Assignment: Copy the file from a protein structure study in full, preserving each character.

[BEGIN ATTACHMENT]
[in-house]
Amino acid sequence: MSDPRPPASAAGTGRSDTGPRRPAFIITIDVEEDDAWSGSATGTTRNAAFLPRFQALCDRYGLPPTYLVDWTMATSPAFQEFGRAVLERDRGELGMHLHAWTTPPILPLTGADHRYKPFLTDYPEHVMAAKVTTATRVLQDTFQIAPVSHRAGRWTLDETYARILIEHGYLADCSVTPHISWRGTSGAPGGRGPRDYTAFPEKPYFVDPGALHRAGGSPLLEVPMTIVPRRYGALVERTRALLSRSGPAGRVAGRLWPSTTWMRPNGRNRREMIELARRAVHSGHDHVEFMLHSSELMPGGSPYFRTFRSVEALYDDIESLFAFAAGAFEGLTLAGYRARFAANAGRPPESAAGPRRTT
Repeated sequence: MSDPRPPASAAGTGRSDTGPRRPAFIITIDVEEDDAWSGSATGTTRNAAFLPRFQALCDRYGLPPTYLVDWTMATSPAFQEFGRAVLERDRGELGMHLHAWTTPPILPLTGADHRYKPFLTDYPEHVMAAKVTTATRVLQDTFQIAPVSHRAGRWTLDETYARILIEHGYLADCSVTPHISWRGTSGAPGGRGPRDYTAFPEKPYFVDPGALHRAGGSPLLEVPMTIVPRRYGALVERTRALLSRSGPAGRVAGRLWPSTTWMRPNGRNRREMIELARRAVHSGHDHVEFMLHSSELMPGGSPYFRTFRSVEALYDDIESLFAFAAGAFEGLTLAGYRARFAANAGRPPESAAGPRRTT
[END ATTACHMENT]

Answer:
[in-house]
Amino acid sequence: MSDPRPPASAAGTGRSDTGPRRPAFIITIDVEEDDAWSGSATGTTRNAAFLPRFQALCDRYGLPPTYLVDWTMATSPAFQEFGRAVLERDRGELGMHLHAWTTPPILPLTGADHRYKPFLTDYPEHVMAAKVTTATRVLQDTFQIAPVSHRAGRWTLDETYARILIEHGYLADCSVTPHISWRGTSGAPGGRGPRDYTAFPEKPYFVDPGALHRAGGSPLLEVPMTIVPRRYGALVERTRALLSRSGPAGRVAGRLWPSTTWMRPNGRNRREMIELARRAVHSGHDHVEFMLHSSELMPGGSPYFRTFRSVEALYDDIESLFAFAAGAFEGLTLAGYRARFAANAGRPPESAAGPRRTT
Repeated sequence: MSDPRPPASAAGTGRSDTGPRRPAFIITIDVEEDDAWSGSATGTTRNAAFLPRFQALCDRYGLPPTYLVDWTMATSPAFQEFGRAVLERDRGELGMHLHAWTTPPILPLTGADHRYKPFLTDYPEHVMAAKVTTATRVLQDTFQIAPVSHRAGRWTLDETYARILIEHGYLADCSVTPHISWRGTSGAPGGRGPRDYTAFPEKPYFVDPGALHRAGGSPLLEVPMTIVPRRYGALVERTRALLSRSGPAGRVAGRLWPSTTWMRPNGRNRREMIELARRAVHSGHDHVEFMLHSSELMPGGSPYFRTFRSVEALYDDIESLFAFAAGAFEGLTLAGYRARFAANAGRPPESAAGPRRTT